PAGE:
Sarai’s plan to gain a child through Hagar backfired horribly. Instead of a baby, she received Hagar’s scorn. When she was pregnant, she began to despise her mistress (16:4). In biblical days, few women were more despised than a barren woman (First Samuel 1:6-7). Here, Hagar did not want to share Abram or her child with Sarai, so she despised her. The Hebrew word for despise, is the same word that is used for cursed in 12:3. One of the authors of Proverbs understood this concept very well. He wrote: Under three things the earth trembles, under four it cannot bear up (30:21). The fourth thing was a maidservant who displaces her mistress (30:23b). In the final analysis, Hagar ended up cursing her mistress and exalting herself over Sarai, who exploded with years of pent up outrage and pain.

Sarai blamed Abram and said to him, “You are responsible for the wrong I am suffering; I put my servant in your arms, and now that she knows she is pregnant, she despises me. May ADONAI judge between you and me” (16:5). Human nature being what it is, in the garden of Eden the man blamed the woman, but here the woman blames the man. Sarai’s sinful plan backfired on her and resulted in bad spiritual fruit (Galatians 5:19-21).

Abram didn’t act like the head of his family, and stayed clear of those two angry women. “Your servant is in your hands,” Abram said, “Do with her whatever you think best.” Hagar was still officially Sarai’s possession and she could legally return her to slave status any time she wanted to. Then Sarai, who wanted to make life miserable for Hagar, mistreated her. She was so abusive to Hagar that the young slave girl literally feared for her life.The Hebrew word that is translated mistreated here, is the same word used of the Egyptian oppression of Israel in Exodus 1:11-12. The irony here is that the Jewish woman is oppressing the Egyptian. In the book of Exodus the tables will be turned. But the final result was that Hagar fled to the desert from her mistress Sarai (16:6). Perhaps it was to this scene that Solomon wrote: Better to live in the desert than with a quarrelsome and ill-tempered wife (Proverbs 21:19).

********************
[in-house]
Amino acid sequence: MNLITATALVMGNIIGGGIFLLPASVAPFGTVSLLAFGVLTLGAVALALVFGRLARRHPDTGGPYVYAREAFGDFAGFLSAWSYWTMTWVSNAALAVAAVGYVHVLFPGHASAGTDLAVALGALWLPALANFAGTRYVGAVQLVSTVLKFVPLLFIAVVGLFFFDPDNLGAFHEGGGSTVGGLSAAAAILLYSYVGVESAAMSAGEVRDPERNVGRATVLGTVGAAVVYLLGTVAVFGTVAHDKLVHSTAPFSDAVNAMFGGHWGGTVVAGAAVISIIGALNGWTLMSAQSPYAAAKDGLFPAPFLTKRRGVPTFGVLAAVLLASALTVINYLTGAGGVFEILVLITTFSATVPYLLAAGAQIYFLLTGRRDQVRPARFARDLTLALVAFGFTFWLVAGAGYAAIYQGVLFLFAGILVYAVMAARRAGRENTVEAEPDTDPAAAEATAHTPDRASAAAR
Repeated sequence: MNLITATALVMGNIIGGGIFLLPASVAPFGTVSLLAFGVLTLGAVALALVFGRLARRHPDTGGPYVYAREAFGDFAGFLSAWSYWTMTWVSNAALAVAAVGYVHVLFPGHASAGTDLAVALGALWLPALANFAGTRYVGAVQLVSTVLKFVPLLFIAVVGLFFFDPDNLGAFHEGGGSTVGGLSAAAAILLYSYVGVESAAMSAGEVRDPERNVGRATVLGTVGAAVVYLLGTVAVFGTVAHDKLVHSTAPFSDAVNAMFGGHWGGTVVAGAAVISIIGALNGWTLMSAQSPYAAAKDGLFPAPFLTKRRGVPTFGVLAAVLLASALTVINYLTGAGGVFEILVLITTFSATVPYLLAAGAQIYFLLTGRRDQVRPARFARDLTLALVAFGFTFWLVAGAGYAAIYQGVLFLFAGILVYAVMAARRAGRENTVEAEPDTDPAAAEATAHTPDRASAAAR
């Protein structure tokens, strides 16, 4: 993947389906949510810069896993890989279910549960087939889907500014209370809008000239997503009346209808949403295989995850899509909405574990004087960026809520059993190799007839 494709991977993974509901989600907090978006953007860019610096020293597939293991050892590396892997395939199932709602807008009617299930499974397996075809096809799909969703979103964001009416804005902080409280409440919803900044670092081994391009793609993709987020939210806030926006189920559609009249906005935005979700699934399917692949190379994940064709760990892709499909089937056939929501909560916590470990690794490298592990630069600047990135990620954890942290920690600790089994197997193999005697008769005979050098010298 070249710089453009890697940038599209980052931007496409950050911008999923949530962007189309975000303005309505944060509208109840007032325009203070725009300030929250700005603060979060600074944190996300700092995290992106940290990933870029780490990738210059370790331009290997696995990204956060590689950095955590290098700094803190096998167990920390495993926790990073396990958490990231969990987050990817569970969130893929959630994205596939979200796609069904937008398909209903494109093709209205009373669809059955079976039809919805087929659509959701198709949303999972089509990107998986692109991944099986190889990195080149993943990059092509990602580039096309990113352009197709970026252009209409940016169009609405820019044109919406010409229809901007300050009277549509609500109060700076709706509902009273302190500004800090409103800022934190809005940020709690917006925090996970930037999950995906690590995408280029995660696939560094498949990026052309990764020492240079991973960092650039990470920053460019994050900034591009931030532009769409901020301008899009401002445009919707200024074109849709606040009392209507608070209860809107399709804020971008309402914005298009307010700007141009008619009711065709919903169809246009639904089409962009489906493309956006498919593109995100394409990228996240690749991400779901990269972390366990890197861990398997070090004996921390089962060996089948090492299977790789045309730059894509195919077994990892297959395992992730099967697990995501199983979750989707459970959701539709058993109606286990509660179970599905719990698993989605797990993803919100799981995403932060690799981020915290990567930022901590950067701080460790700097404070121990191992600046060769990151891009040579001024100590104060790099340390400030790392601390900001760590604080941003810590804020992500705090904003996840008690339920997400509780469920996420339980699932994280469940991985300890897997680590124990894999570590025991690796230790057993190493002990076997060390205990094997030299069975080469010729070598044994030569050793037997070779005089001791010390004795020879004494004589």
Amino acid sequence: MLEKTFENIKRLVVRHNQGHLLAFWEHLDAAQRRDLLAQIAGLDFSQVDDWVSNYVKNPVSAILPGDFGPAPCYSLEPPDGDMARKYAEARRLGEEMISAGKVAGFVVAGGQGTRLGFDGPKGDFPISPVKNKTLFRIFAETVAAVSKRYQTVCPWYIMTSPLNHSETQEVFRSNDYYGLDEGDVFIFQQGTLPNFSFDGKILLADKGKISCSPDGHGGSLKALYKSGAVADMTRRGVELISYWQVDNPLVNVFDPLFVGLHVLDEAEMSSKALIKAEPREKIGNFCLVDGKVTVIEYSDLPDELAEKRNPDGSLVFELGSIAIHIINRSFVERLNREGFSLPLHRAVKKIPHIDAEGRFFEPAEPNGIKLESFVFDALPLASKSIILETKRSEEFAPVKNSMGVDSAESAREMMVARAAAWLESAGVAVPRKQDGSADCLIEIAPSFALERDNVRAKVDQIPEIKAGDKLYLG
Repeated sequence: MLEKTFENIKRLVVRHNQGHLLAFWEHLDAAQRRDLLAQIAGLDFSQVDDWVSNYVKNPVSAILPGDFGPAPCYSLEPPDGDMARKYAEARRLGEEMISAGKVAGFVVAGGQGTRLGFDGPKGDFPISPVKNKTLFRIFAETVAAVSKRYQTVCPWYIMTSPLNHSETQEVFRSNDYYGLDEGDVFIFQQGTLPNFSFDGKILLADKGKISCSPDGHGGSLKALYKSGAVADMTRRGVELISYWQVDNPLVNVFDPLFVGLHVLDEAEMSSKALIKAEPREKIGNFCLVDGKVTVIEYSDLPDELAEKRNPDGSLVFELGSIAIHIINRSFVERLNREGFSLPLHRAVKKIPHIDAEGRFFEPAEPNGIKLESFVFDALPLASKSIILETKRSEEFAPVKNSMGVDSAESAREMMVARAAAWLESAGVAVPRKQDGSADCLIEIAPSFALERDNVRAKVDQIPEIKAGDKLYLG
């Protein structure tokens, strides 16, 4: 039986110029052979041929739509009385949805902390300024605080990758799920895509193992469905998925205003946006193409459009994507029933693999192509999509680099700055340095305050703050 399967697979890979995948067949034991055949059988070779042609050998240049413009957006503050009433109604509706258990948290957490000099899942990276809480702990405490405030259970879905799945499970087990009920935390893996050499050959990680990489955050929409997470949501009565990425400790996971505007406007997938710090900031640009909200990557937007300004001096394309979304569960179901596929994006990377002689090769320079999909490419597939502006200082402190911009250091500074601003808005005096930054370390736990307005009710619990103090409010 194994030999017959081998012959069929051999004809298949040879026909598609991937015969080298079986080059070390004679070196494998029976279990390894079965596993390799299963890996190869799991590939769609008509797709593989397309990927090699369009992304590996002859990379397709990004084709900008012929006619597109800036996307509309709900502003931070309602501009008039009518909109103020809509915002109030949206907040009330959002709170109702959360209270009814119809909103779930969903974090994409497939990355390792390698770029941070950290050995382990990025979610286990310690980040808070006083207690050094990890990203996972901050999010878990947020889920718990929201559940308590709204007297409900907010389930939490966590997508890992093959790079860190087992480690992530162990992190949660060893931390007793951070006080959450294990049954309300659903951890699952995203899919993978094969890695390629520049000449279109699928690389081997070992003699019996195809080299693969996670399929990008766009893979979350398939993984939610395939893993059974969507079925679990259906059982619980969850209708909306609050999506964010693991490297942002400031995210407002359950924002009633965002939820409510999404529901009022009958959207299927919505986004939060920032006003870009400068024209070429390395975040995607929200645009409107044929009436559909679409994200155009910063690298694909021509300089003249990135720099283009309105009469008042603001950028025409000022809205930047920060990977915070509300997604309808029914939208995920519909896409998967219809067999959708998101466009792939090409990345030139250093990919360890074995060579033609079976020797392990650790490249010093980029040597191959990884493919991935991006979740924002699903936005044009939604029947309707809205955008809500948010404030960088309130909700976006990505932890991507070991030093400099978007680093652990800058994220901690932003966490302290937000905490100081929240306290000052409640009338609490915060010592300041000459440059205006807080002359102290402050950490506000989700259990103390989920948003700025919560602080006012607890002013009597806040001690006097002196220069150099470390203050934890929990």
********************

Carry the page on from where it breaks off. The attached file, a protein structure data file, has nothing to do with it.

However worthy and unselfish may have been the motives of Abram and Sarai, and perhaps even of Hagar, in carrying out this plan, it was bound to create problems. God’s creative purpose included only monogamous marriage, and anything else was bound to fail. There are many instances recorded of polygamous marriages in the Bible, which The LORD allowed because of mitigating circumstances at the time (Jacob, Moses and David for example), but none of a happy and peaceful polygamous marriage.272

When the child was born everything came unraveled. He was described as Abram’s son, not Sarai’s. Abram accepted Ishmael as the child of promise, and the door of hope slammed shut in Sarai’s face.